Why Kane County might need to raise property taxes to cover union contracts

Updated 3/28/2018 8:27 AM

The likelihood of an increase in Kane County's largest cost may force consideration of the largest property tax hike possible without a voter referendum.

County officials are renegotiating all union employee contracts, which expired at the end of 2017. Personnel is the largest cost in the county's general fund budget. Up until last year, the county board matched those union increases for all non-union employees.


But county finance department officials shared numbers Tuesday indicating absorbing even a 1 percent raise for county employees will be difficult. A 1 percent raise for all county employees would cost about $868,000.

A 1 percent increase to the county's property tax levy would net about $496,000. That could combine with about $236,000 in recurring income that is not already earmarked for forecasted non-personnel expenses. That still leaves the county a little short, unless board members cut costs or go against finance department recommendations and dip into savings.

A 1 percent raise may be wishful thinking. In recent years, union negotiations, including disputes leading to binding arbitration, have resulted in nothing less than 2 percent raises for union employees.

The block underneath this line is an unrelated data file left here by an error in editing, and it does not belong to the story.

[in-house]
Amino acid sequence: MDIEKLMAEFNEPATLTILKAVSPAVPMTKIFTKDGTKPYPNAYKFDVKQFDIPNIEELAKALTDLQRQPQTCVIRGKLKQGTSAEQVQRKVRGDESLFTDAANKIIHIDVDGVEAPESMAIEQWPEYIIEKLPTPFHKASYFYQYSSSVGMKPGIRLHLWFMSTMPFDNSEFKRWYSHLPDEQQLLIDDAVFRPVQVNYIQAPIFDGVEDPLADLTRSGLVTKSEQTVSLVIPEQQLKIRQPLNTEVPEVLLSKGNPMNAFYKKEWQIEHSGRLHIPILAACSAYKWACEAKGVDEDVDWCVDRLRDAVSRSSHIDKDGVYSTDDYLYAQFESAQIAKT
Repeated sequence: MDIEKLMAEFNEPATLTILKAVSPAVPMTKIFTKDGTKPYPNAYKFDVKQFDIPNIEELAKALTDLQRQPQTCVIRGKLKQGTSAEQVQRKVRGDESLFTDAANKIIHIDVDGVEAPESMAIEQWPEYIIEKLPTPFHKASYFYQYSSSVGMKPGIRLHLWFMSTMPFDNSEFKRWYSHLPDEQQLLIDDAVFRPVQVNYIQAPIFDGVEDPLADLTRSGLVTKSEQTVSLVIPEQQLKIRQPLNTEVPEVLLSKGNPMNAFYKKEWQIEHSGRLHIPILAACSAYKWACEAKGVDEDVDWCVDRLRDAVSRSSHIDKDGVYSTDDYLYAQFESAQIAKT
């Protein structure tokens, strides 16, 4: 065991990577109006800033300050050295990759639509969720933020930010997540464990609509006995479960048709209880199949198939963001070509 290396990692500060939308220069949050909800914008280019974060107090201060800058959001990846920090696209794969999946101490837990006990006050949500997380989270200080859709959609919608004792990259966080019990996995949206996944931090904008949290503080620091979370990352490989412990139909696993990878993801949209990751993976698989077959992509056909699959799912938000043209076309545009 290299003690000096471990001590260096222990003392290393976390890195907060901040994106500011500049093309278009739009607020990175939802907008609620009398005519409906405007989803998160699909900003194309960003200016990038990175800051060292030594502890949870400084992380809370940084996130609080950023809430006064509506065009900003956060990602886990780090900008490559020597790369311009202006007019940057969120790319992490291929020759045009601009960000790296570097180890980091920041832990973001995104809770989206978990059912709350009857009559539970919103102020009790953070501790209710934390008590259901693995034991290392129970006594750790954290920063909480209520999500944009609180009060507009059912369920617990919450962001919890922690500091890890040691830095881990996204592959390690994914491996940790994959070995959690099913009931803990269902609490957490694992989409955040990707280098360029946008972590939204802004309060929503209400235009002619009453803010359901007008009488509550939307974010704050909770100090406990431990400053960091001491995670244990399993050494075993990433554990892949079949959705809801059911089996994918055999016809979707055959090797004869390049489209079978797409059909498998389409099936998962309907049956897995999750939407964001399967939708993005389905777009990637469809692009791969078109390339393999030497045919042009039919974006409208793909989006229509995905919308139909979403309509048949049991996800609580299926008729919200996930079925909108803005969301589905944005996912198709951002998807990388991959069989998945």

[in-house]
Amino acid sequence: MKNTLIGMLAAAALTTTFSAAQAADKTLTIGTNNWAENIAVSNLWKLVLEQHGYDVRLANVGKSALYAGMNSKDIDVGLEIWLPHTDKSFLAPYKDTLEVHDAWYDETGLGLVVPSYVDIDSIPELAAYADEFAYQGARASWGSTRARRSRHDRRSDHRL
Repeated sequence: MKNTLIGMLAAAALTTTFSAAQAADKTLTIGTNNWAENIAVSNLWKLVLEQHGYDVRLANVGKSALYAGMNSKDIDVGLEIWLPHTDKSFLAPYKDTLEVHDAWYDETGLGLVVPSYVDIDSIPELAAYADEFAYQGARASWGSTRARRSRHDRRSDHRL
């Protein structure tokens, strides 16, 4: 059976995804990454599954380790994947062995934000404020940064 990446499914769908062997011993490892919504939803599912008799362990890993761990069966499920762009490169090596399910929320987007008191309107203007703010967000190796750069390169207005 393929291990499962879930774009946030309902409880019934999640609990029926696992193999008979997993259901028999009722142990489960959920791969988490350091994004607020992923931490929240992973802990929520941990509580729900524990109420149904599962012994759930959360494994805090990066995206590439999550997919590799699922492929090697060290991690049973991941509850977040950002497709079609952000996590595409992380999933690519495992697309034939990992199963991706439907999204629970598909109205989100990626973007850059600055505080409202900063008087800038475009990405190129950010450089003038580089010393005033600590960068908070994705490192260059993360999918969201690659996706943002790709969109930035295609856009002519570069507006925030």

That reality caused county board member John Hoscheit, who leads the board's finance committee, to ask finance officials exactly how much the board can raise property taxes.

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Tax cap law limits the county to property tax increases of 5 percent or the Consumer Price Index, whichever is less.

The most recent CPI was 2.1 percent. The county board could tack on an additional, small increase to account for new property coming onto the tax roll.

A full CPI levy increase plus the new property would represent the maximum allowable property tax increase the county board could levy without asking voter permission. It would also be the first time during county board Chairman Chris Lauzen's tenure that property taxes would increase as much as possible.

In an interview, Hoscheit said he's positive the county board will work out a solution, but it won't be easy.

"Whatever we do has to be based on what our available financial resources are," Hoscheit said. "That's going to be a challenge with the funds we currently have. Adding in the CPI to the tax levy increase, that's another 2.1 percent, but that's got to be the will of the board to do that. And our position has been pretty steadfast against that. So none of these discussions are going to be easy. But there's an economic reality we have to face, too."

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